The Darkness Rings
Schuba's - Chicago
February 16, 2001
First Appeared in The Music Box, March 2001, Volume 8, #3
Written by John Metzger
Since the release of her poetic U.S. debut You Were Here, Sarah Harmer has been quietly picking up steam for her solo career. And justifiably so. Her songwriting is first-rate, nuanced with emotion, and quietly introspective. Her lyrics mine the fertile ground of broken relationships, but she never allows her songs to fully sink into the darkness, instead keeping them afloat on a bed of warm melodies.
You Were Here is unquestionably one of last year's true treasures. It's the type of album that ages well, and it's one that quickly becomes a long-lost friend. It's also full of the sort of music that lends itself to small, intimate concert settings, such as Schuba's. It's only fitting then that on February 16, Harmer took the stage at this Chicago institution for an exquisite evening of confessional folk-rock.
Performing as a trio — with Kevin Fox alternating between bass and cello and Johnny Obercian on percussion and the occasional electric guitar lead — Harmer quickly established a commanding presence. Opening with The Hideout, she shed the sadness of a lost love by embracing the comforting melody of the song. Subsequently on Around This Corner, Fox and Obercian united in a lock-step rhythmic march as Harmer defiantly refused to succumb to the anger ensconced in her lyrics.
However, while Harmer's greatest strength may be her talent as a songwriter, her emotion-clad vocal style closely follows suit. Her voice imbued the fragility of her relationship in Everytime, and she filled Don't Get Your Back Up with strength in the face of her exhaustion. Further, on a chilling rendition of You Were Here, each ethereal, wispy refrain she sang seemed to grasp at the air in quiet desolation. Added to this was Fox's haunting, penetrating cello accompaniment, which created a musical environment worthy of Beatles' producer George Martin.
Then, there is Harmer's secret weapon: her guitar skills. Freed from the denser sound of her studio recording, there were plenty of opportunities to display her talent. She embellished Uniform Grey with a rolling country-style, finger-picking technique; gently underscored the folksy ballad In the Road; and added a feisty fury to Weakened State.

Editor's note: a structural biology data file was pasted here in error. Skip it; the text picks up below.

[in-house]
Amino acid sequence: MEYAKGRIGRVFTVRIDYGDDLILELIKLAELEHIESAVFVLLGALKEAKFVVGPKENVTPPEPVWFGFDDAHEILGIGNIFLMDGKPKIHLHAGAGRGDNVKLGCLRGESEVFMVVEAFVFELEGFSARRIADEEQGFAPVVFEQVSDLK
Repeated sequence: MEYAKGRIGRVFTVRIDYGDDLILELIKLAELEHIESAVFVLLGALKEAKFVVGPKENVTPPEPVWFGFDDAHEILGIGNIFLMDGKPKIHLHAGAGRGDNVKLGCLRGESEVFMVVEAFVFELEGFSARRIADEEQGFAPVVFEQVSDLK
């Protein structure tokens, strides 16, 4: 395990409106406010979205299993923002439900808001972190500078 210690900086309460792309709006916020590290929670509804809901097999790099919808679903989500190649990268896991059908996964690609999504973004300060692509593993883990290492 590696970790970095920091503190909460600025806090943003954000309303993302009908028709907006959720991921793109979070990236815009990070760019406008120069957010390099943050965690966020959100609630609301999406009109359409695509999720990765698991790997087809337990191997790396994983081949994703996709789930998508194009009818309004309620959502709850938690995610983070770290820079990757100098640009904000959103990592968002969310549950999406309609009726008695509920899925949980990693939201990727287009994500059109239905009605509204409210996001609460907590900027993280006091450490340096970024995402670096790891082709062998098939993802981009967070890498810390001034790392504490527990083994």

Most notable, however, was the atmospheric set-closer Lodestar. The song tells the tale of two lovers setting sail and being absorbed by the darkness of night. As the boat left the shore, Harmer's guitar reflected the rippling effect of the oars hitting the water. Concurrently, Fox's cello emulated a chorus of insects and later, as the craft drifted further from land, it became a bellowing foghorn. By the time the story had reached its climax, the three-piece band had pierced the threshold of ecstasy, crashing wave upon wave of kaleidoscopic sound.
Yes, indeed, Sarah Harmer is that rare performer who has not only made a stunning debut, but also can deliver in a live setting. Whether she was probing the depths of death and rebirth as on the mournful Dogs and Thunder or simply paying tribute to a horticultural project as on the novelty tune Oleander, Harmer's words and music collided to stir emotion. Sometimes it was feelings of joy. Sometimes it was feelings of sadness. Sometimes it was love. It could also be anger, disappointment, or frustration. The best songs, albums, and performers all make the listener feel passionate about something. And Sarah Harmer's music rings through the darkness to do just that.
The Steph Turner Overdrive opened the show with a 35-minute set that offered an alternative spin on '70s pop and '80s rock. Too often, however, the group's music was delivered with a sugar-sweet gloss, making it fairly enjoyable, but largely forgettable.
You Were Here is available from Barnes & Noble.
To order, Click Here!
1 Star: Pitiful
2 Stars: Listenable
3 Stars: Respectable
4 Stars: Excellent
5 Stars: Can't Live Without It!!
Copyright © 2001 The Music Box